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By Mark Horne

Despite my rather hectic schedule as a father and pastor, I’ve become more and more concerned that a tract defending God’s sovereignty and fore-ordination of all things would be a helpful tool for the Reformed pastor–one converstational in tone and persuasive in style. I have decided to undertake this endeavor but, unhappily, am not nearly finished with it yet. I thought I would provide the introduction for the public. I am not at all sure that it is accomplishing the tone and style that I am aiming for and would appreciate any feedback.

Copyright © 2004


I was driving down I-240 from the Saint Louis Airport to my (rather temporary) home in Fenton, Missouri, when I realized that I was an atheist.

This was not a proud moment for a seminary student who aspired to serve God in the pastorate. Thankfully, I was granted repentance.

What had happened was this: An elderly lady in the church my wife and I attended had been told that she must have her leg amputated immediately. The surgery would be radical, going all the way to her hip. We were to pray for her. That was what I was trying to do as I drove home from work that day. I was trying to pray for her.

How do you pray for someone in that situation? I prayed for her courage, for her doctor to be given wisdom and skill, for her own spiritual growth. But even praying silently I kept avoiding the H-word in my mind. I was avoiding even considering the possibility of healing, let alone praying for it. It didn’t feel right. And at some point on the drive home I asked myself (perhaps out loud): “Mark, why don’t you pray for God to heal her?”

Indeed, why not?

I had to face the fact that I was afraid. I was afraid that if I asked God to heal this lady and God answered my prayer by saying “No,” that I would have to face a crisis of faith. The reason for this crisis would be the fact that God’s answer to my prayer would be the same as what would happen if there was no god who answers prayers. If I prayed and nothing happened I would have to deal with a temptation to doubt God. By not taking the risk, I was avoiding a trial of faith.

But as soon as I confronted my fear I realized that my unconscious strategy was self-destructive. To refuse to pray is the decision of an atheist or a deist, not that of a Christian. Atheists don’t believe in God and deists believe in a world-maker who left us with a self-powered universe to which he pays no attention. Such people do not pray because prayer does nothing. Christians, on the other hand, pray because God is in control. God answers the prayers of his people. Indeed, because God is in control of the world ultimately, God’s people–through prayer and worship–are in control derivatively.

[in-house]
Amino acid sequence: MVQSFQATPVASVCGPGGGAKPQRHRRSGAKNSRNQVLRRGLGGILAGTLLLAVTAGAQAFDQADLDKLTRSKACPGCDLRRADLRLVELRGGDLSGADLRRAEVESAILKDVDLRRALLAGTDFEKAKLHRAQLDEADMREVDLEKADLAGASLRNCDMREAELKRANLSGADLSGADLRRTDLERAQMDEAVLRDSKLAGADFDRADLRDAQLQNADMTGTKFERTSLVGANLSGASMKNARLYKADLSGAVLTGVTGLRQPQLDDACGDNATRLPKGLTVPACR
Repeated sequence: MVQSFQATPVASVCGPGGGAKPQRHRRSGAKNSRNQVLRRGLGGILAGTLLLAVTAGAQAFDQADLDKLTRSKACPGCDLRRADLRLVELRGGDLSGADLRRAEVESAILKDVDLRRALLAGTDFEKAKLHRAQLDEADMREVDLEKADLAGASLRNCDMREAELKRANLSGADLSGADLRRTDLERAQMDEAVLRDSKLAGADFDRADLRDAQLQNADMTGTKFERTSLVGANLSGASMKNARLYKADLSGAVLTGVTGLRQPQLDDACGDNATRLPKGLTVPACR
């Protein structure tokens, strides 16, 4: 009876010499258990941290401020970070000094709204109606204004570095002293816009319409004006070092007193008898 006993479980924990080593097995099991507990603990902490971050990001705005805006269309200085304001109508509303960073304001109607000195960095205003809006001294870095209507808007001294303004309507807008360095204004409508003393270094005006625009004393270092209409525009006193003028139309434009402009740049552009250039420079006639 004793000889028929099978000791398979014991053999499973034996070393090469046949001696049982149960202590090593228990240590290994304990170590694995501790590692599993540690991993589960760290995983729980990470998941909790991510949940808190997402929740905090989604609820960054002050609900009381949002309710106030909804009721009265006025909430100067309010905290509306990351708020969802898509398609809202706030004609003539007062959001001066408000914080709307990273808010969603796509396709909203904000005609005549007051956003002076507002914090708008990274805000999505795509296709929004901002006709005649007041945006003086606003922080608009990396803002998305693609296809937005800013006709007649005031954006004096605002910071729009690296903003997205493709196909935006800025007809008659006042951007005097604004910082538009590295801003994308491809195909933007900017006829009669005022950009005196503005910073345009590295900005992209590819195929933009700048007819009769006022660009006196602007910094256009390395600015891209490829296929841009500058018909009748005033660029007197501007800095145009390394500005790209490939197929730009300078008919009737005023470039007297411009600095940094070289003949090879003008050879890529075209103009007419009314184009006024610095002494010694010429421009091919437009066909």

I realized two things that day. First of all, I realized that acting like a deist or an atheist was a stupid way to avoid the temptation to be a deist or an atheist. In a real sense, I was giving in to temptation ahead of time so I wouldn’t have to struggle with resisting it later. If I continued to limit my prayers to natural things that might happen anyway, I would be fostering unbelief in my heart. I can’t think of an easier way to slide into faithlessness than to act faithless while praying. Surely, letting doubt infiltrate one’s times of direct communication with God has to be a dangerous thing. Think of James’ warning:

But if any of you lacks wisdom, let him ask of God, who gives to all men generously and without reproach, and it will be given to him. But let him ask in faith without any doubting, for the one who doubts is like the surf of the sea driven and tossed by the wind. For let not that man expect that he will receive anything from the Lord, being a double-minded man, unstable in all his ways (James 1:5-7).

To craft safe easily managed prayers that only ask for things that might happen anyway does not comport well with James’ warning.

The second thing I realized is that my assurance that God is in control could easily decay into a passive fatalism. Deism is supposed to be exactly the opposite of a strong confidence that God is actively overseeing all that happens according to his wise plan. But it is quite possible for people who believe that God is in control to act exactly like Deists. Deists don’t pray because the world’s course is not affected by God. Zealots for God’s control don’t pray because they think the world’s course is set by God so that they should ever expect God to change it. The two positions seem opposite but the believers in a managing God could easily act exactly the same as a deist would. Belief that God is in control of the world degenerates into a belief that the way the world is reveals God’s plan.

As I said, God was merciful. I repented. I confessed to God that I was afraid to ask him to deliver this sister in the Lord from having her leg severed from her body. I was afraid because I He might say “No.” That was certainly his right. But it was my right and duty to beg him to do otherwise. So I was begging. Save her leg. In the name of Jesus. Amen.

God spared her leg. The next time she was examined the doctors found things weren’t so bad after all and they canceled the amputation.